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I've been running a kids book club for kids in grades 3-5 for 5 years now and overall it has been a positive program.  Over the years, the kids have chosen books from a variety of genres and completed some sort of project to share with the group. Sometimes we've done the projects during meeting time and other times it has been a homework project. They earn a badge according to the different genres they read and we share some fun book talks. But after 5 years, this is growing stale, and I am running out of ideas. I'd love to hear from others who run book clubs for young people...ideas, ideas, ideas welcome.
Thanks, Connie

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Last year was my first year in an elementary school with a pop of 850.  We did book club on Fridays with each grade level.  I didn't have a clue plus we didn't have books for them to read altogether.  I ended up trying to use technology on old computers and it was okay.  I did wordle with 2nd grade, animoto with 4th (horrible, they didn't know how to use computers) and puppets at the end of school with 1st grade.  I wanted to use podcast with 3rd grade but everything is blocked in our district.  I hope this year will better.

I like the videotapping booktalks and book club lunches.

I run a club I call Floor Hockey Book Club. It happens once a month in the evening and is a book club for parents and their children in grades 4-7. The families come and play floor hockey in the gym, have a healthy snack in the library and then we discuss the book we've agreed to read that month. Parents must commit to reading the book. Some parents and children do this independently, others share the reading. At the end of each meeting, I booktalk about four books and the children choose the one that the group will read. If the club numbers are high, I divide the sessions by having a 4/5 group and a 6/7 group (and we alternate who does the book part first and who does the floor hockey first - also meaning I enlist the help of another teacher to supervise the gym). The idea behind this was to encourage reluctant readers to come out with the floor hockey as the carrot. As it turned out, it also encouraged some of my passionate readers to become more active. I only run the club for about 4 sessions, starting in January (skipping March break) and ending in May. It builds literacy and a nice sense of community in our school.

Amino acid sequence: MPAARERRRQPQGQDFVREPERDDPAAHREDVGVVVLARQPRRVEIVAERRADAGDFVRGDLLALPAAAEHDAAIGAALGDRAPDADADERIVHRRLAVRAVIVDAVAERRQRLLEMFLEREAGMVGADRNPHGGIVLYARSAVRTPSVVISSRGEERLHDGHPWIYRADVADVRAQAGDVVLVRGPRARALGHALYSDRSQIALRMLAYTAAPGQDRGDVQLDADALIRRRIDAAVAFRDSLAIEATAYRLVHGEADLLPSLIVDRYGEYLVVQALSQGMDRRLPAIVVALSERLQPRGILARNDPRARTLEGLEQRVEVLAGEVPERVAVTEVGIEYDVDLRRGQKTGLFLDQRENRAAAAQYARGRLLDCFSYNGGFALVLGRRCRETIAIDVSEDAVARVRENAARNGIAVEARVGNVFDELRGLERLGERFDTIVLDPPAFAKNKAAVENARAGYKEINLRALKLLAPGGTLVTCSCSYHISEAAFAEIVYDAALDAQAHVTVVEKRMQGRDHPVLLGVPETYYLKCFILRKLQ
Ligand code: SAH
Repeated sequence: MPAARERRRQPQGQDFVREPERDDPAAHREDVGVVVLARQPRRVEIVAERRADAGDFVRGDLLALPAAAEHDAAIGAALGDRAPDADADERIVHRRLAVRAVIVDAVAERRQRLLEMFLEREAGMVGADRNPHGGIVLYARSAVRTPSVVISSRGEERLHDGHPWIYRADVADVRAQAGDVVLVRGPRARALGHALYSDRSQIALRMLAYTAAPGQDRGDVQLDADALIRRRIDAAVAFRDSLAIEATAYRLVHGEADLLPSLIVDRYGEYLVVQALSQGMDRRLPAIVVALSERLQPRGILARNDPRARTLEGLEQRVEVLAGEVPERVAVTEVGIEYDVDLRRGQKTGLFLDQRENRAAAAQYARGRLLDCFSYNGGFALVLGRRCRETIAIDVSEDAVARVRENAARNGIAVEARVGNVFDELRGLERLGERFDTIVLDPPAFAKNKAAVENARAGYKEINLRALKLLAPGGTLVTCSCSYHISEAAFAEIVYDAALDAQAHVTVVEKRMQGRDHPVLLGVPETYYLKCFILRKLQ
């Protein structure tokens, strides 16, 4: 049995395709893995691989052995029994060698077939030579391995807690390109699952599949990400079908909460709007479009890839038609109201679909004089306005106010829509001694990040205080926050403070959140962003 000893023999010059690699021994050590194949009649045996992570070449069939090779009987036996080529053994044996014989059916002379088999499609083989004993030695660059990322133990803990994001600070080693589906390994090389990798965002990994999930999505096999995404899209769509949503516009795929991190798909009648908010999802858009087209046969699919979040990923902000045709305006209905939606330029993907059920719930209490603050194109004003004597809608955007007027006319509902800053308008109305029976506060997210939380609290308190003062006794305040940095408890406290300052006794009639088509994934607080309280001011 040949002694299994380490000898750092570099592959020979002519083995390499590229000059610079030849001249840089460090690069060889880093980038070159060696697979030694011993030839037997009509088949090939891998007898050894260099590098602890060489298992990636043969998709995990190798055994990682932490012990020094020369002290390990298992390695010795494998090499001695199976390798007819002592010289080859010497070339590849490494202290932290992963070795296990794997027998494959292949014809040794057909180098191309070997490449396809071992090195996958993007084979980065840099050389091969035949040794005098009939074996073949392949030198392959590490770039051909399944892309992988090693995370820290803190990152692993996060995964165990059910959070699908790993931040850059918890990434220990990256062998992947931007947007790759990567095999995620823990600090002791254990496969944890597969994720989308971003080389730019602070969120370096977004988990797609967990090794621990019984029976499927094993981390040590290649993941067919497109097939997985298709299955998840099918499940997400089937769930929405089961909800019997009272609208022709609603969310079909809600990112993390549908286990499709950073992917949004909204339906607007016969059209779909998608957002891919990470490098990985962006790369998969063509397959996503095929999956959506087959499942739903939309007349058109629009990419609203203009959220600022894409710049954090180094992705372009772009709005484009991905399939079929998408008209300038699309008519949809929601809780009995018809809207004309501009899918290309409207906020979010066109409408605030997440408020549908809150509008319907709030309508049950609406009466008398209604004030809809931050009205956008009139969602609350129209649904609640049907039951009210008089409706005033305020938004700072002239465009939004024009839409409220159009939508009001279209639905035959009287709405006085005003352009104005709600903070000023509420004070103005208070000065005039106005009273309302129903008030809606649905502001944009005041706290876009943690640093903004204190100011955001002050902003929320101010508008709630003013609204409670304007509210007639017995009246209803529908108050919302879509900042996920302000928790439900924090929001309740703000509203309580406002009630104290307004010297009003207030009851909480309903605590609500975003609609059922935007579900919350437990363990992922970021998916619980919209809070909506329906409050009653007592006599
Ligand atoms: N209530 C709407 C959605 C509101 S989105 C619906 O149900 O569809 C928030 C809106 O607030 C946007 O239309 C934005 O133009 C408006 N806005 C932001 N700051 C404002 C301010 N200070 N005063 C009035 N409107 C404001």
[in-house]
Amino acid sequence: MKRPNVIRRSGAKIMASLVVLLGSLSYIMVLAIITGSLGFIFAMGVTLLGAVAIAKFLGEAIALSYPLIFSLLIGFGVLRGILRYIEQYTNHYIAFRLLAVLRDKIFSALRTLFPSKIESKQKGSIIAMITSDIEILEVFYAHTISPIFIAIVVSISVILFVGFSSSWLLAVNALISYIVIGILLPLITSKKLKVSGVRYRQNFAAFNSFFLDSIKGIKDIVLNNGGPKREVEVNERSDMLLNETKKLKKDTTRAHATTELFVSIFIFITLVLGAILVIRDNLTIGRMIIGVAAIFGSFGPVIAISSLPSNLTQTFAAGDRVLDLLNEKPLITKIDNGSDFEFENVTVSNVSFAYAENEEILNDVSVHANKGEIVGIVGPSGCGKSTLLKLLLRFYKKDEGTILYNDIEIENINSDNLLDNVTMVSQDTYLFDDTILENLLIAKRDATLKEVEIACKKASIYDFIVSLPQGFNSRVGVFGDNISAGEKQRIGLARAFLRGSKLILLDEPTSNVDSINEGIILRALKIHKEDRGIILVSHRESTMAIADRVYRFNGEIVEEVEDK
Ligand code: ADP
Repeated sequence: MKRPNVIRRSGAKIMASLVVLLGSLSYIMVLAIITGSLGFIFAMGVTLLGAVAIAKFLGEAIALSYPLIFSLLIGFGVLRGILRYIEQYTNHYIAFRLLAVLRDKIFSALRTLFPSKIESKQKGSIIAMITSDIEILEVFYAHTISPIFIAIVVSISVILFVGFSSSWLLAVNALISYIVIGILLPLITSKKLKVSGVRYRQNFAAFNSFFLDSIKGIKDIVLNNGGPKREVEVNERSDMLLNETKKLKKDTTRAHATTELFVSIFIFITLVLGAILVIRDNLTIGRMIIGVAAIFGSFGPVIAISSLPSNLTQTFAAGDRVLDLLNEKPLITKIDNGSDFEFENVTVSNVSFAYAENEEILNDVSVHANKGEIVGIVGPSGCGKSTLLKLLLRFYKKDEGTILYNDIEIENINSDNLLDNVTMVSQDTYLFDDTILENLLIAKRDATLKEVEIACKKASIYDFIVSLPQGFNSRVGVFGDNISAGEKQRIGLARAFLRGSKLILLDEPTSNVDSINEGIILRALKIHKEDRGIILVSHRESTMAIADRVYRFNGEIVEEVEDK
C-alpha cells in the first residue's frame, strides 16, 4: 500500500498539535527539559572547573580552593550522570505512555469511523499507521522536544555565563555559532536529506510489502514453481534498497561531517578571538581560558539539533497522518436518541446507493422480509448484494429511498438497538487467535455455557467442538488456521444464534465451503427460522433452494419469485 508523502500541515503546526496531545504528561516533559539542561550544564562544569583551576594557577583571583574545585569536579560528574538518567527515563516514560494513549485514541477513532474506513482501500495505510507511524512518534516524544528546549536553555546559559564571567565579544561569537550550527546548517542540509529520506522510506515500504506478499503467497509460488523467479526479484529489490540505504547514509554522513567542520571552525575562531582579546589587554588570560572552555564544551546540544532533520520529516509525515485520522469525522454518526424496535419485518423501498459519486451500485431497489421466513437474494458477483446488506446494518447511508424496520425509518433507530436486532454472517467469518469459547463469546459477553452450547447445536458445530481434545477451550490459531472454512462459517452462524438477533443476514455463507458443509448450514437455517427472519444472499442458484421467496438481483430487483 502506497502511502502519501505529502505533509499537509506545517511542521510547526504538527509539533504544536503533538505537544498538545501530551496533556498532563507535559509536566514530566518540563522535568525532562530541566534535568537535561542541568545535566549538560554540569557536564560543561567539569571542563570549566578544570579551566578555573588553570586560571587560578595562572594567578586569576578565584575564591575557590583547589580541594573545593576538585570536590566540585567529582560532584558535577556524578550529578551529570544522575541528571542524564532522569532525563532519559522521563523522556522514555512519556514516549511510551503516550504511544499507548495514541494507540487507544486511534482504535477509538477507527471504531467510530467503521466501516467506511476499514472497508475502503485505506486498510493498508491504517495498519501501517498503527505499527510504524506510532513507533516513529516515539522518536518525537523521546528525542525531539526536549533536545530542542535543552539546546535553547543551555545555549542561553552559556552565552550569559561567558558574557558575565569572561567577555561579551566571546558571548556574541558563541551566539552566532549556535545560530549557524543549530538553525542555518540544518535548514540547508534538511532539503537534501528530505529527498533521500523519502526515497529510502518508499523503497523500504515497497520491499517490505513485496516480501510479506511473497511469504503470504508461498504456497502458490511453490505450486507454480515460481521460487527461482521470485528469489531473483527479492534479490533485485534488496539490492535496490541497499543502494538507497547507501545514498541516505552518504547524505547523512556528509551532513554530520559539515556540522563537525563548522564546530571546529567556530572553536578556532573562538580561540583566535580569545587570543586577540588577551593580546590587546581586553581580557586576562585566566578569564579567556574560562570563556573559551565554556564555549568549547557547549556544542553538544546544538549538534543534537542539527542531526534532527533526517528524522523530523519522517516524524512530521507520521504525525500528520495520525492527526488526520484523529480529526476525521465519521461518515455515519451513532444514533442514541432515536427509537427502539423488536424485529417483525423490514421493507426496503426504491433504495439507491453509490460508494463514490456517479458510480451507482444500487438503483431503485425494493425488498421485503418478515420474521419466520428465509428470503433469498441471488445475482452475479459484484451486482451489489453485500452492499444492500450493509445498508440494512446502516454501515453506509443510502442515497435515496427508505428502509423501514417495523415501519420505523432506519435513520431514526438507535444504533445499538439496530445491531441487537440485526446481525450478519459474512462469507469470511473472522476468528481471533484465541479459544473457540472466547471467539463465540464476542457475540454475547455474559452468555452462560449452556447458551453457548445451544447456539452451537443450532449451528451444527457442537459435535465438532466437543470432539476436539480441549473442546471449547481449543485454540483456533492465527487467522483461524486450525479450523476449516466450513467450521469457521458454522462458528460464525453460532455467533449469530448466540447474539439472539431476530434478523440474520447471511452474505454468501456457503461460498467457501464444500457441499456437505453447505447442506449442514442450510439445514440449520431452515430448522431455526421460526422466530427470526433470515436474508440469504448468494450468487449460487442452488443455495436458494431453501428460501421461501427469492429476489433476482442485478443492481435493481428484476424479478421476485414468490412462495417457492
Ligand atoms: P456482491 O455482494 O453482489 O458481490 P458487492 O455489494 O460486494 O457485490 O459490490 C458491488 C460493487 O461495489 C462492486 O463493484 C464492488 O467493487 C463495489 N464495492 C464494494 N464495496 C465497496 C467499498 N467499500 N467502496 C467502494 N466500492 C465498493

Hi there,

I am doing a collaborative Harry Potter book club with the town Public Children's Librarian and another elementary Teacher-Librarian in my district. In fact, our third meeting of six is this afternoon.  First the adults met to divide the chapters of the first HP book up so we could each make discussion questions and to plan activities to do at each meeting with students in grades 3, 4 and 5.  We began with this well known book because there is a great deal of enthusiasm for students who are now just discovering the series and because of the recent creation of Pottermore and Scholastic's HP website.

At our meetings so far we have set up students on Pottermore (it takes 24 hours for the account to be active), then used Pottermore for exploration with the students, did a discussion, we made lists of read-alikes for peers and at the last meeting we watched half the Scholastic podcast where JK Rowling answers questions and reads from the first book.  The kids LOVED having her read to them and we followed along in our own books.

Today we are going to go back to Pottermore and play a bit collecting objects, we'll do some discussion and then listen to the rest of the podcast if it is still available on the Scholastic website.  We are also being flexible and if students have ideas we will go with what they would like to do in connection with the first book.  We are going to offer them the opportunity to listen to the audio book at some point as well.

 

I think the students who sign up for book clubs are already good readers and that makes it enjoyable for them and easier for us because no one has to be dragged into the story, they are already invested in the characters and often are fonts on knowledge.

Our final meeting will be a celebration with HP food and we will play the HP trivia game.  There are plans that if this is successful we will have a book club for the second HP in the series.

Mary Tichey-Staack, Teacher-Librarian

Branchville Elementary

Ridgefield, CT

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